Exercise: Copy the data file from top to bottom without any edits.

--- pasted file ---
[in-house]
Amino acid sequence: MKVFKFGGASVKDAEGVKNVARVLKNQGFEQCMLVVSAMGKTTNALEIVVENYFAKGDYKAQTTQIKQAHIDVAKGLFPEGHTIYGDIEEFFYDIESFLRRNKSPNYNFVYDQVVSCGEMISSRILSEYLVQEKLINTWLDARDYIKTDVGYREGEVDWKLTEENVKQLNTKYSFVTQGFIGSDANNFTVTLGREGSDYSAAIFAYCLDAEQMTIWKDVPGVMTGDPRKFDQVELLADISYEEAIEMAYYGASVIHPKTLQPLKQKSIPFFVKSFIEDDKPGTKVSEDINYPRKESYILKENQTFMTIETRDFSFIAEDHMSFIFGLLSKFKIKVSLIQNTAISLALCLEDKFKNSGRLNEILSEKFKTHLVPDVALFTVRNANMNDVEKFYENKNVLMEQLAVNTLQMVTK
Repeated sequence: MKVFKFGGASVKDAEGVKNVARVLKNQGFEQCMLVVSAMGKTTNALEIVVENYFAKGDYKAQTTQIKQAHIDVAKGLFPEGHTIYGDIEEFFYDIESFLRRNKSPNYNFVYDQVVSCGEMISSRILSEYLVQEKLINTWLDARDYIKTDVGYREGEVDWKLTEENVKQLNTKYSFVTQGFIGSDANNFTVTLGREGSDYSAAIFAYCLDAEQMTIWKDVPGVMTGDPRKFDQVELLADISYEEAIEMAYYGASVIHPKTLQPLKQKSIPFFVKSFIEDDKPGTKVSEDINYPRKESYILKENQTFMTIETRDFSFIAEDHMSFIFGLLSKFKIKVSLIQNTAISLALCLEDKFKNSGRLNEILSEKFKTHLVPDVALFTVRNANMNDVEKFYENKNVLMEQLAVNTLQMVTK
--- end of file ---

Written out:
[in-house]
Amino acid sequence: MKVFKFGGASVKDAEGVKNVARVLKNQGFEQCMLVVSAMGKTTNALEIVVENYFAKGDYKAQTTQIKQAHIDVAKGLFPEGHTIYGDIEEFFYDIESFLRRNKSPNYNFVYDQVVSCGEMISSRILSEYLVQEKLINTWLDARDYIKTDVGYREGEVDWKLTEENVKQLNTKYSFVTQGFIGSDANNFTVTLGREGSDYSAAIFAYCLDAEQMTIWKDVPGVMTGDPRKFDQVELLADISYEEAIEMAYYGASVIHPKTLQPLKQKSIPFFVKSFIEDDKPGTKVSEDINYPRKESYILKENQTFMTIETRDFSFIAEDHMSFIFGLLSKFKIKVSLIQNTAISLALCLEDKFKNSGRLNEILSEKFKTHLVPDVALFTVRNANMNDVEKFYENKNVLMEQLAVNTLQMVTK
Repeated sequence: MKVFKFGGASVKDAEGVKNVARVLKNQGFEQCMLVVSAMGKTTNALEIVVENYFAKGDYKAQTTQIKQAHIDVAKGLFPEGHTIYGDIEEFFYDIESFLRRNKSPNYNFVYDQVVSCGEMISSRILSEYLVQEKLINTWLDARDYIKTDVGYREGEVDWKLTEENVKQLNTKYSFVTQGFIGSDANNFTVTLGREGSDYSAAIFAYCLDAEQMTIWKDVPGVMTGDPRKFDQVELLADISYEEAIEMAYYGASVIHPKTLQPLKQKSIPFFVKSFIEDDKPGTKVSEDINYPRKESYILKENQTFMTIETRDFSFIAEDHMSFIFGLLSKFKIKVSLIQNTAISLALCLEDKFKNSGRLNEILSEKFKTHLVPDVALFTVRNANMNDVEKFYENKNVLMEQLAVNTLQMVTK